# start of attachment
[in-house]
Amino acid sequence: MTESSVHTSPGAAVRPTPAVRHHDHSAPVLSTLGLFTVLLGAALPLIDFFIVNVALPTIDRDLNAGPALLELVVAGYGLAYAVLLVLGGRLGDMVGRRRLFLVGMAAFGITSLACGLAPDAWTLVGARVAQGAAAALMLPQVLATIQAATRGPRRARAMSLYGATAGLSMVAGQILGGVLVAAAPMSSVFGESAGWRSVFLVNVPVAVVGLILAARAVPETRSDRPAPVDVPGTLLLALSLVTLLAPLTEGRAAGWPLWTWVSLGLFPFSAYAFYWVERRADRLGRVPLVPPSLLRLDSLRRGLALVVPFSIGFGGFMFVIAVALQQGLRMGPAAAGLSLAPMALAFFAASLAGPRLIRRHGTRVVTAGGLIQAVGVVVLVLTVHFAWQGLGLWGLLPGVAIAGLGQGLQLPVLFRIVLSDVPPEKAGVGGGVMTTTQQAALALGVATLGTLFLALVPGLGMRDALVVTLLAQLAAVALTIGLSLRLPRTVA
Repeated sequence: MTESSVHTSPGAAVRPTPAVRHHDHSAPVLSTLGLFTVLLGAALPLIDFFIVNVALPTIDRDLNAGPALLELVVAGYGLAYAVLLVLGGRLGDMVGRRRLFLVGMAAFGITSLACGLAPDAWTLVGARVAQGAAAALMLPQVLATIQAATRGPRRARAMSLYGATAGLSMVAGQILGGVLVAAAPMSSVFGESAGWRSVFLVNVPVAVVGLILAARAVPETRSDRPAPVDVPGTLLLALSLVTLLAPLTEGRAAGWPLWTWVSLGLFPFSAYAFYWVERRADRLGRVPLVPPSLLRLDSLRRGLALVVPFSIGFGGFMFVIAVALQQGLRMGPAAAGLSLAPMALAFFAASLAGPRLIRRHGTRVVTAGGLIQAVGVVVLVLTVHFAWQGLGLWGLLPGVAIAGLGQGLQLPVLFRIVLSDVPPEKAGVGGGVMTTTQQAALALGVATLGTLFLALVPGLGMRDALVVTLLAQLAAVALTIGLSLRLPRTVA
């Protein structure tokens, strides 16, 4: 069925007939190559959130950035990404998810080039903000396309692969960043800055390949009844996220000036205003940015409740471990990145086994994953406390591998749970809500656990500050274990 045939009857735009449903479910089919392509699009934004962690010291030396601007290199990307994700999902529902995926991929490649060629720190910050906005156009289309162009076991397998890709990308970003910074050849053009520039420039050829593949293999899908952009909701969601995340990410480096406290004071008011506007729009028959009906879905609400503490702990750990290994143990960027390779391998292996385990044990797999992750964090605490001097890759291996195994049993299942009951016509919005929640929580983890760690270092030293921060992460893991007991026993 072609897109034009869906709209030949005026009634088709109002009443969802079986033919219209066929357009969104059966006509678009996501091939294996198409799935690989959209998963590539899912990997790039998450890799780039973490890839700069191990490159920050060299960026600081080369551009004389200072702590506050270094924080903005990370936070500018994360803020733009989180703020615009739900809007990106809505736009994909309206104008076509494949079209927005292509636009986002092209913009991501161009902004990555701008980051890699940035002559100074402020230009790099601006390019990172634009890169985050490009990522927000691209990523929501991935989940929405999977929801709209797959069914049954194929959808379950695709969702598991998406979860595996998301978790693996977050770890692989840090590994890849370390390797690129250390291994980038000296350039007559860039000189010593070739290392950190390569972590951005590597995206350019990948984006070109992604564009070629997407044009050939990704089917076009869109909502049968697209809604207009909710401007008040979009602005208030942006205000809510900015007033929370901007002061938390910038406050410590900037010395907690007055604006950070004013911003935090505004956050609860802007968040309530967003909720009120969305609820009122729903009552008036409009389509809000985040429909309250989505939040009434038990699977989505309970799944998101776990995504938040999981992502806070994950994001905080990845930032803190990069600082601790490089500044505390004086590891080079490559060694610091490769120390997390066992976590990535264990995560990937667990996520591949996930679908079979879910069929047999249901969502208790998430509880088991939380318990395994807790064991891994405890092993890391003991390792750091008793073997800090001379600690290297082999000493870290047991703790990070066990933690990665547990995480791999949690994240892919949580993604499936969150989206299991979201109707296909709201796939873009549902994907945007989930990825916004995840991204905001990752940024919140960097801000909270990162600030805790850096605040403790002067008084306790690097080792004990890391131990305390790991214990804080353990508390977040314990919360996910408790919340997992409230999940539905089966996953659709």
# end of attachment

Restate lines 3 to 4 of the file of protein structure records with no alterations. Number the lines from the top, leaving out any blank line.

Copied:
Repeated sequence: MTESSVHTSPGAAVRPTPAVRHHDHSAPVLSTLGLFTVLLGAALPLIDFFIVNVALPTIDRDLNAGPALLELVVAGYGLAYAVLLVLGGRLGDMVGRRRLFLVGMAAFGITSLACGLAPDAWTLVGARVAQGAAAALMLPQVLATIQAATRGPRRARAMSLYGATAGLSMVAGQILGGVLVAAAPMSSVFGESAGWRSVFLVNVPVAVVGLILAARAVPETRSDRPAPVDVPGTLLLALSLVTLLAPLTEGRAAGWPLWTWVSLGLFPFSAYAFYWVERRADRLGRVPLVPPSLLRLDSLRRGLALVVPFSIGFGGFMFVIAVALQQGLRMGPAAAGLSLAPMALAFFAASLAGPRLIRRHGTRVVTAGGLIQAVGVVVLVLTVHFAWQGLGLWGLLPGVAIAGLGQGLQLPVLFRIVLSDVPPEKAGVGGGVMTTTQQAALALGVATLGTLFLALVPGLGMRDALVVTLLAQLAAVALTIGLSLRLPRTVA
């Protein structure tokens, strides 16, 4: 069925007939190559959130950035990404998810080039903000396309692969960043800055390949009844996220000036205003940015409740471990990145086994994953406390591998749970809500656990500050274990 045939009857735009449903479910089919392509699009934004962690010291030396601007290199990307994700999902529902995926991929490649060629720190910050906005156009289309162009076991397998890709990308970003910074050849053009520039420039050829593949293999899908952009909701969601995340990410480096406290004071008011506007729009028959009906879905609400503490702990750990290994143990960027390779391998292996385990044990797999992750964090605490001097890759291996195994049993299942009951016509919005929640929580983890760690270092030293921060992460893991007991026993 072609897109034009869906709209030949005026009634088709109002009443969802079986033919219209066929357009969104059966006509678009996501091939294996198409799935690989959209998963590539899912990997790039998450890799780039973490890839700069191990490159920050060299960026600081080369551009004389200072702590506050270094924080903005990370936070500018994360803020733009989180703020615009739900809007990106809505736009994909309206104008076509494949079209927005292509636009986002092209913009991501161009902004990555701008980051890699940035002559100074402020230009790099601006390019990172634009890169985050490009990522927000691209990523929501991935989940929405999977929801709209797959069914049954194929959808379950695709969702598991998406979860595996998301978790693996977050770890692989840090590994890849370390390797690129250390291994980038000296350039007559860039000189010593070739290392950190390569972590951005590597995206350019990948984006070109992604564009070629997407044009050939990704089917076009869109909502049968697209809604207009909710401007008040979009602005208030942006205000809510900015007033929370901007002061938390910038406050410590900037010395907690007055604006950070004013911003935090505004956050609860802007968040309530967003909720009120969305609820009122729903009552008036409009389509809000985040429909309250989505939040009434038990699977989505309970799944998101776990995504938040999981992502806070994950994001905080990845930032803190990069600082601790490089500044505390004086590891080079490559060694610091490769120390997390066992976590990535264990995560990937667990996520591949996930679908079979879910069929047999249901969502208790998430509880088991939380318990395994807790064991891994405890092993890391003991390792750091008793073997800090001379600690290297082999000493870290047991703790990070066990933690990665547990995480791999949690994240892919949580993604499936969150989206299991979201109707296909709201796939873009549902994907945007989930990825916004995840991204905001990752940024919140960097801000909270990162600030805790850096605040403790002067008084306790690097080792004990890391131990305390790991214990804080353990508390977040314990919360996910408790919340997992409230999940539905089966996953659709």